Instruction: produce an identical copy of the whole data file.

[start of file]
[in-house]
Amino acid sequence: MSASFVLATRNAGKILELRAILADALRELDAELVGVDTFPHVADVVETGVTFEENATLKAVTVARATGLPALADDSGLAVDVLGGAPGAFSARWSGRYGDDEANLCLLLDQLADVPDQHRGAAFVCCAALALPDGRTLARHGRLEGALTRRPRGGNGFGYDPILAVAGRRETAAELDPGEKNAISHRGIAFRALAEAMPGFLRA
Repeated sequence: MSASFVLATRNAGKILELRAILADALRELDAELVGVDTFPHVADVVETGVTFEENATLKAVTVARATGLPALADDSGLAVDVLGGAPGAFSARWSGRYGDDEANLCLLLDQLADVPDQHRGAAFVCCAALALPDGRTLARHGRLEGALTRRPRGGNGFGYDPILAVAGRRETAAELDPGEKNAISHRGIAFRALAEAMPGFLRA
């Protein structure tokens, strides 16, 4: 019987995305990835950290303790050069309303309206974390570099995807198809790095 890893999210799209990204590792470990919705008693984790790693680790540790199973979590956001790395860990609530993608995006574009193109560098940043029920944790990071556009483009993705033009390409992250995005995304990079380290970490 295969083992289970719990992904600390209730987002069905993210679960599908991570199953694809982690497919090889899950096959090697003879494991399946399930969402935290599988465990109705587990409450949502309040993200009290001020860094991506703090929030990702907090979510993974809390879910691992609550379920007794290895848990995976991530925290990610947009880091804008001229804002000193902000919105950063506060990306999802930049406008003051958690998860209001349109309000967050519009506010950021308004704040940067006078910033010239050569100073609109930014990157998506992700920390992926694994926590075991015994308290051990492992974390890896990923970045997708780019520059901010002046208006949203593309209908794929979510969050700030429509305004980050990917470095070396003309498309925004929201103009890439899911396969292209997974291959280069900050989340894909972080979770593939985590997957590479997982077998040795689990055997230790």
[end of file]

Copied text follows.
[in-house]
Amino acid sequence: MSASFVLATRNAGKILELRAILADALRELDAELVGVDTFPHVADVVETGVTFEENATLKAVTVARATGLPALADDSGLAVDVLGGAPGAFSARWSGRYGDDEANLCLLLDQLADVPDQHRGAAFVCCAALALPDGRTLARHGRLEGALTRRPRGGNGFGYDPILAVAGRRETAAELDPGEKNAISHRGIAFRALAEAMPGFLRA
Repeated sequence: MSASFVLATRNAGKILELRAILADALRELDAELVGVDTFPHVADVVETGVTFEENATLKAVTVARATGLPALADDSGLAVDVLGGAPGAFSARWSGRYGDDEANLCLLLDQLADVPDQHRGAAFVCCAALALPDGRTLARHGRLEGALTRRPRGGNGFGYDPILAVAGRRETAAELDPGEKNAISHRGIAFRALAEAMPGFLRA
């Protein structure tokens, strides 16, 4: 019987995305990835950290303790050069309303309206974390570099995807198809790095 890893999210799209990204590792470990919705008693984790790693680790540790199973979590956001790395860990609530993608995006574009193109560098940043029920944790990071556009483009993705033009390409992250995005995304990079380290970490 295969083992289970719990992904600390209730987002069905993210679960599908991570199953694809982690497919090889899950096959090697003879494991399946399930969402935290599988465990109705587990409450949502309040993200009290001020860094991506703090929030990702907090979510993974809390879910691992609550379920007794290895848990995976991530925290990610947009880091804008001229804002000193902000919105950063506060990306999802930049406008003051958690998860209001349109309000967050519009506010950021308004704040940067006078910033010239050569100073609109930014990157998506992700920390992926694994926590075991015994308290051990492992974390890896990923970045997708780019520059901010002046208006949203593309209908794929979510969050700030429509305004980050990917470095070396003309498309925004929201103009890439899911396969292209997974291959280069900050989340894909972080979770593939985590997957590479997982077998040795689990055997230790």